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A sedan but not as we know it? Why 'being safe was more risky' for Kia's 2025 EV4

Kia says it would have been more risky to make its upcoming 2025 EV4 a traditional sedan.

At its inaugural ‘EV day’ in South Korea, Kia unveiled not only its upcoming EV5 in global production form, but it also showed off concepts of its EV3 small SUV, and the interestingly-shaped EV4 ‘sedan’.

The EV4 mixes the elements of a sedan, and a crossover, with the aggressive rear deck shape from its EV6 larger sibling, in an attempt to redefine how a ‘sedan’ can be interpreted.

According to the brand’s designers, “being safe was actually more risky” for the EV4, as the classic three-box sedan shape has fallen out of favour in many parts of the world, and Kia wanted to make something which could appeal to markets which still buy sedans (like its home market of South Korea), while offering consumers in more SUV-heavy markets an alternative with crossover aspects which still had an aggressive silhouette.

The EV4 concept looks a bit less close-to-production compared to the EV3 Concept, with Kia executives confirming the model won’t break cover fully until 2025.

The EV4 Concept sports four doors and sticks to the same ‘opposites unite’ philosophy as the rest of Kia’s EV range, with the proportions of a coupe, but the wheel arch claddings from an SUV. It has the most extreme face treatment of the collection, with the most unique light pattern. It also scores items like a roof spoiler, and a very short overhang at the front, which are designed to sell its sporty character.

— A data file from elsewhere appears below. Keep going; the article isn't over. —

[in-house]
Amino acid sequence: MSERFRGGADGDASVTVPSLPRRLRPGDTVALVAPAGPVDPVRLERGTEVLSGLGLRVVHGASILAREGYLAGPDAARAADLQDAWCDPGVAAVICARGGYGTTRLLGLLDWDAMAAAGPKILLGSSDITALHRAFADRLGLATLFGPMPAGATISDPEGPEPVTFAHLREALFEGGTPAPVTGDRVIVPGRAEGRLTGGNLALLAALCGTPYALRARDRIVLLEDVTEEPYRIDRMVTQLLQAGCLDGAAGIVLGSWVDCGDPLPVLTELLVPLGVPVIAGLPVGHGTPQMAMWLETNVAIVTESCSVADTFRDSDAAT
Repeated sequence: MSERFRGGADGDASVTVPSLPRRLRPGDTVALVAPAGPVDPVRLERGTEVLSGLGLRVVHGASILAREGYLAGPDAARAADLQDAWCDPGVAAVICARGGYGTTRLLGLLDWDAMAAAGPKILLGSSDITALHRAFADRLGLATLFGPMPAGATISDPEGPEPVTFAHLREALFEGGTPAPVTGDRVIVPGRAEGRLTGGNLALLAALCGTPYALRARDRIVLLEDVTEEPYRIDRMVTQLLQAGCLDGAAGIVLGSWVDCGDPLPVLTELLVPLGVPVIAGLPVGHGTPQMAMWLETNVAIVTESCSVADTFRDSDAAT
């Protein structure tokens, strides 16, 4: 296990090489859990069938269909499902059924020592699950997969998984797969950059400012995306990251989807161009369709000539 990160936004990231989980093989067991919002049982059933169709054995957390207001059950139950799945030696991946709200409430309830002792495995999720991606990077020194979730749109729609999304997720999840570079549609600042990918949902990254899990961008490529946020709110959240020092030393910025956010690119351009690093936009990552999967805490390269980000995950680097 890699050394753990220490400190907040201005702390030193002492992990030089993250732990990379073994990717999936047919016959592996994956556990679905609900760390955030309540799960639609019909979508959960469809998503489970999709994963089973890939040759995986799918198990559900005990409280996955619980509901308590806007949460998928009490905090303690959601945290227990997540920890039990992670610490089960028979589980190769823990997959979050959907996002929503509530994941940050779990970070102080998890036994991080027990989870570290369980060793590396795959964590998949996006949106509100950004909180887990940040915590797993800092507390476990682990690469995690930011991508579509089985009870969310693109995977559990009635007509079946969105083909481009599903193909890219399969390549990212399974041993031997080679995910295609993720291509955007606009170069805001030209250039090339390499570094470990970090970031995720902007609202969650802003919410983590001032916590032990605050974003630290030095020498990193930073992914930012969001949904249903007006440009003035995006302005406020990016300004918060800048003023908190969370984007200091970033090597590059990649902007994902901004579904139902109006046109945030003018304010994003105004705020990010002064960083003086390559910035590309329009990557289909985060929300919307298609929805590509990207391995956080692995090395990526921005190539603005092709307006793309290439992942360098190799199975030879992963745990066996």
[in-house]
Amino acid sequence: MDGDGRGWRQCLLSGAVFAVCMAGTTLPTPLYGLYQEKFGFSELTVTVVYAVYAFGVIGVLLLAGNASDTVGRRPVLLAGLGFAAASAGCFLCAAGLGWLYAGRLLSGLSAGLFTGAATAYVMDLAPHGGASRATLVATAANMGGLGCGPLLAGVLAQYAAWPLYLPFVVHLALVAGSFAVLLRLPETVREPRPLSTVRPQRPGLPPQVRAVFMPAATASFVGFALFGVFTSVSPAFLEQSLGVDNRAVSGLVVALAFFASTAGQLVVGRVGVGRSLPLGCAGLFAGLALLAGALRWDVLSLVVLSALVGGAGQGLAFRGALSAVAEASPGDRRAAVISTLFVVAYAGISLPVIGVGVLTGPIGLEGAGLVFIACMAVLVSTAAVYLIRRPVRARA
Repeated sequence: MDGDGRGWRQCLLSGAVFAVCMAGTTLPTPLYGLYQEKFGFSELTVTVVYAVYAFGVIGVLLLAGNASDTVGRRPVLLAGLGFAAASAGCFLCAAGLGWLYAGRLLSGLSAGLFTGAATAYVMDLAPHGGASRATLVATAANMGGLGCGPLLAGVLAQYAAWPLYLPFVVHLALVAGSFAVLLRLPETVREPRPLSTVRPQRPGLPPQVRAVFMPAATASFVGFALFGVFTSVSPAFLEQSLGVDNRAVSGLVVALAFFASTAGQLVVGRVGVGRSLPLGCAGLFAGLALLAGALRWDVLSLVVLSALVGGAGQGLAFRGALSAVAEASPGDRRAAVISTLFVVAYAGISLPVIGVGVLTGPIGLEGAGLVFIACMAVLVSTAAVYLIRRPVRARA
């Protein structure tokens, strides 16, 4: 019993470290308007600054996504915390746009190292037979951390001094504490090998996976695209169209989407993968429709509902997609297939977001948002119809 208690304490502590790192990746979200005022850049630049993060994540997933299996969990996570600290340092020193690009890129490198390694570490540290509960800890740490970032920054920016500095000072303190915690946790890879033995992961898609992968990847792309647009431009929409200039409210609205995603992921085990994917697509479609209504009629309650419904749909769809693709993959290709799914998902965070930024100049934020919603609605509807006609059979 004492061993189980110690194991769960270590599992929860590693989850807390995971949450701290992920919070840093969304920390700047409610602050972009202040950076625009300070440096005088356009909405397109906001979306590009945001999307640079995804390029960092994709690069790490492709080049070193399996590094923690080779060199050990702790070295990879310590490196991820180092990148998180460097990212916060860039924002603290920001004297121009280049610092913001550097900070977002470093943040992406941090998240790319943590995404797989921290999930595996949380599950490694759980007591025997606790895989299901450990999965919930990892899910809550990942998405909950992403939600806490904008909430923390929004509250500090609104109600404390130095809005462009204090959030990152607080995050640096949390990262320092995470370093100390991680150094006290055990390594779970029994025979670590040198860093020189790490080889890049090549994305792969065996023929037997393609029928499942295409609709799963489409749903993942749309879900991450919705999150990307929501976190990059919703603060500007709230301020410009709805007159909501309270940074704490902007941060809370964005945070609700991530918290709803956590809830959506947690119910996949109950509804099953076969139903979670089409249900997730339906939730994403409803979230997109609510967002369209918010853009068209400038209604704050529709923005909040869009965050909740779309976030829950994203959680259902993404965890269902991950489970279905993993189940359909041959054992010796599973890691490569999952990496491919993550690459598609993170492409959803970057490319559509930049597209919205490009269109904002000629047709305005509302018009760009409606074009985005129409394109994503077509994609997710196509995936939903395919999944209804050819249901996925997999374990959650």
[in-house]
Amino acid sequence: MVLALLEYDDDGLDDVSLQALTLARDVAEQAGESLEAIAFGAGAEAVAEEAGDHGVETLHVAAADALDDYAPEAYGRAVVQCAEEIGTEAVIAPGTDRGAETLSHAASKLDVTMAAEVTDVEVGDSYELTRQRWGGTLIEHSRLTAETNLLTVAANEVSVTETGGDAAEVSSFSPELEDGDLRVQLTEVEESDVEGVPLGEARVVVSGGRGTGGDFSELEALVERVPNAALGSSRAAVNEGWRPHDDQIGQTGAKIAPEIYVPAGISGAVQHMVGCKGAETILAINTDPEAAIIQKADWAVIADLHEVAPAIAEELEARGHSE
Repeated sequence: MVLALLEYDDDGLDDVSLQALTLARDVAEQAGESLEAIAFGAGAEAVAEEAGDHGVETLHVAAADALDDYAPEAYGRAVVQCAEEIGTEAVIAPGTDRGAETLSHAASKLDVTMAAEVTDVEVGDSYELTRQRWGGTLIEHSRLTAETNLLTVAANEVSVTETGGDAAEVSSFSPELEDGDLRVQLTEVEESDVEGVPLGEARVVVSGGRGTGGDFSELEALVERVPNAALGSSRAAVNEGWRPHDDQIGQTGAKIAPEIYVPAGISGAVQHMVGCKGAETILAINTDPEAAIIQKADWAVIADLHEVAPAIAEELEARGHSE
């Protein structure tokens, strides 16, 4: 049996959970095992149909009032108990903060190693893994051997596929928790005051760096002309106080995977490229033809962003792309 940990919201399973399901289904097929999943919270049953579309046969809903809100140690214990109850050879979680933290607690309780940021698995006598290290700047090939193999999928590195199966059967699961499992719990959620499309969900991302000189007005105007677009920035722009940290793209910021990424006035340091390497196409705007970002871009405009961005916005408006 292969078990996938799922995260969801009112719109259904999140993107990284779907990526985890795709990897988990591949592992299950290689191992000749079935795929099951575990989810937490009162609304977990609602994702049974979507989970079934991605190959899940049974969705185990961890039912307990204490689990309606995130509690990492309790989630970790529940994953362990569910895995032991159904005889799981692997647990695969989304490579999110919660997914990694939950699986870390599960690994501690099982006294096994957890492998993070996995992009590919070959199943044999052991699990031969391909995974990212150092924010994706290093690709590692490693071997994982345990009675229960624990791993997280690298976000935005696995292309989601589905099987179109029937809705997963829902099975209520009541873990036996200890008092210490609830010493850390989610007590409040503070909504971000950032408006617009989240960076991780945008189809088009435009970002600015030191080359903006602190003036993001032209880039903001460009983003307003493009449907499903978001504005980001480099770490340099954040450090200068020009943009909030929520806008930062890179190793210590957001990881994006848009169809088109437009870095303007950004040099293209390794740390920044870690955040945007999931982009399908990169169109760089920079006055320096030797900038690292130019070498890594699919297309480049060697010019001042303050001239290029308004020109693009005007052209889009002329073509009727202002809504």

The interior follows a similar theme to the EV3 concept, with a more open and less complex space, with colour tones Kia says are inspired by nature.

According to the brand’s designers, “being safe was actually more risky” for the EV4.

Again, the dual large screen layout persists for the digital instrument cluster and multimedia system, but Kia has endeavoured to remove clutter from the dash by putting the touch-based climate controls in a slide-out tray, and making the air vents a design highlight, by making them out of an illuminated ‘pin-style’ pattern.

The EV4 Concept also offers an array of recycled and eco-friendly materials for the interior, including the same woven-strap material for the dash materials, hemp fibres for the console table, and making the fabric surfaces out of 100 per cent recycled cotton.

While the Kia EV5 is the first car based on Hyundai Group’s e-GMP platform to go primarily front-wheel drive, and use a less powerful 400-volt architecture than the 800-volt system which is used in the EV6 and EV9, the brand did not reveal any details on its plans for the EV4’s drivetrain or battery systems.

The EV4 mixes the elements of a sedan, and a crossover.

Expect further details on the EV4’s, specs and timings for the Australian market at a later date, after its international reveal in 2025. For an idea of power levels, current Kia EVs make roughly 160-170kW from a single-motor setup, or 239kW-430kW from the dual-motor, all-wheel drive systems.

By 2026, the EV4 will form part of an expansive range of fully electric cars from Kia, which will include the EV6 and EV5 mid-size SUVs, the EV3 small SUV, and EV2 (expected to be a crossover).

To support this range of diverse models, Kia will ramp up the amount of production facilities it has in strategic locations. Korea will continue to be what the brand calls its “EV global hub” while the current Chinese and European factories will re-orient toward regionally-specific EV models.

The EV4 Concept offers an array of recycled and eco-friendly materials for the interior.

Meanwhile, Kia will ramp up EV production in the US and Mexico to cover North and South America respectively, as well as add an electric vehicle plant in India primarily for emerging markets.

Kia Australia will launch the EV9 before the end of 2023, with the EV5 set to arrive over the course of 2024.

The EV3 production car will be revealed in 2024, with production expected for 2025, while the EV5 and EV2 won’t see production until 2025 or later.

Tom White
Senior Journalist
Despite studying ancient history and law at university, it makes sense Tom ended up writing about cars, as he spent the majority of his waking hours finding ways to drive...
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